Andrey Berezin: Smooth Descent – An Overview of Russia’s Real Estate Trends
Real estate prices in Russia are forecasted to continue their decline, but there are significant constraints to consider.
The previous year witnessed a notable shift in the housing market trends in Russia. While 2021 saw a record-breaking number of apartment sales in terms of quantity and total square footage, 2022 displayed a contrasting trend. There was a marked decrease in the number of transactions, and housing prices fell in many cities across the nation, including the capital.
Analysts first observed a price decline in Moscow’s real estate market in the second quarter, with a drop of 1.4% in May. Following this, the cost per square meter for housing in the capital remained relatively stable, undergoing minor fluctuations between slight drops and modest increases. By the end of the year, housing prices in Moscow had risen by 2%. However, this growth pales in comparison to 2021’s staggering increase when the average price per square meter of a Moscow apartment surged by 31%.
As we look ahead to the upcoming year, many are left pondering the future of the market. Both seasoned investors and ordinary citizens, who often view real estate as a secure investment for uncertain times, are seeking answers. Unfortunately, the current forecasts aren’t entirely optimistic. A majority of industry experts believe that the trend of declining prices will persist and that Moscow will not be exempt from this downturn.
No Demand, No Growth
Such pessimism has its reasons. Experts remind us that the fundamental reason for stagnation in the market last year was a marked decrease in effective demand. However, the second, almost equally important, factor was the apparent price bubble that had inflated the housing sector in the past few years. The external shock has caused the bubble not so much to burst but to gradually recede. And so far there is no reason to think the deflation process is complete.
This view is also supported by a more detailed breakdown of price analysis. Thus, in the segment of new housing in Moscow, there is not simply stagnation, but a real double-digit decline: from the peak price reached in spring, the cost of apartments by November dropped by 10%, the first time in many years. Only the New Year’s Eve discounts, special offers from developers, and information from the RF government on the extension of the concessional mortgage program helped half of the fall recoup by the end of the year.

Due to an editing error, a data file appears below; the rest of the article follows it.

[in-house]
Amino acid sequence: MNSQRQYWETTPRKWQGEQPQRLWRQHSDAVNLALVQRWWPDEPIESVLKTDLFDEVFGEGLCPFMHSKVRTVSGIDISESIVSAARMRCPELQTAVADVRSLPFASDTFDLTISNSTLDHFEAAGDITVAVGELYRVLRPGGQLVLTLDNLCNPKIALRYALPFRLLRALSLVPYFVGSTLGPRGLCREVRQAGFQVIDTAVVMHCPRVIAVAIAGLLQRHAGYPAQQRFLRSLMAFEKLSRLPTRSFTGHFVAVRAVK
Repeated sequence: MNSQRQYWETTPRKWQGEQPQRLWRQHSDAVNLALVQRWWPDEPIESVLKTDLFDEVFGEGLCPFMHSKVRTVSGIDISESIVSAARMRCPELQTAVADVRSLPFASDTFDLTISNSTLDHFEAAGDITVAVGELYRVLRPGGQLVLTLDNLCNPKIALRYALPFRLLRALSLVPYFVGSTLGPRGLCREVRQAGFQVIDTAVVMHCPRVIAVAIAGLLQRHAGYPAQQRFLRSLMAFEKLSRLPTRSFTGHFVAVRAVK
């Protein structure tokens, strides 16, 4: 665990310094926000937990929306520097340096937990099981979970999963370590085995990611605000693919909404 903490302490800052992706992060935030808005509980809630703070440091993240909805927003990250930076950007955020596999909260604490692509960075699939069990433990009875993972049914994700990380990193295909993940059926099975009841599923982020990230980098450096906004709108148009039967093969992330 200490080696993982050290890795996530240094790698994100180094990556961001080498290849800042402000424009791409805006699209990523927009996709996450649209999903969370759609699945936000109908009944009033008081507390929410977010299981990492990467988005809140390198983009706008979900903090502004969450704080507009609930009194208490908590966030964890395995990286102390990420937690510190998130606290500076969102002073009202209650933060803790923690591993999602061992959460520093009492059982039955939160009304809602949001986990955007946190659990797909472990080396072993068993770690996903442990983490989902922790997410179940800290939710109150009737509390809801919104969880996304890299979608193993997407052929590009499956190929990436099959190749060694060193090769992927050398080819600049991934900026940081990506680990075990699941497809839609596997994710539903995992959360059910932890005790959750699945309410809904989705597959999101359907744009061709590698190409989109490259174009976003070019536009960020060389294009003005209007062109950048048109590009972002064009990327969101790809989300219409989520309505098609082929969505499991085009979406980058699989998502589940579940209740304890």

But seasonal discounts cannot be offered forever, while effective demand has not yet increased. It is, therefore likely that the fall will continue. Pessimistic experts predict that the price will eventually decrease by 20 or even 40% of the maximum figures. However, representatives of major associations of developers and real estate institutions are somewhat more restrained in their estimates, and in their opinion, the prices may still fall, but not critically, from 5 to 15%.
Among the factors that will continue to have a downward effect on apartment prices will be a deterioration in subsidised mortgages. According to the government’s decision, this year, the rate for buyers and beneficiaries will be 8% per annum instead of 7% a year earlier. In addition, most developers, for objective reasons, will refuse to provide 2022 additional bonuses, lowering the effective rate of the mortgage loan to nearly zero values. This will probably make it harder for many potential buyers to get around, and some of them will probably decide not to proceed with the transaction at all, thereby reducing demand even further. At the same time, the very fact that preferential mortgages remain in place will keep the market from a deep, shocking decline.
|Real estate prices in Moscow (www.irn.ru)||The average price in December 2022||Relative to November 2022|
|Housing cost index, P/m2||251 356||-0,9%|
|Housing cost index, $/m2||3 895||-6,4%|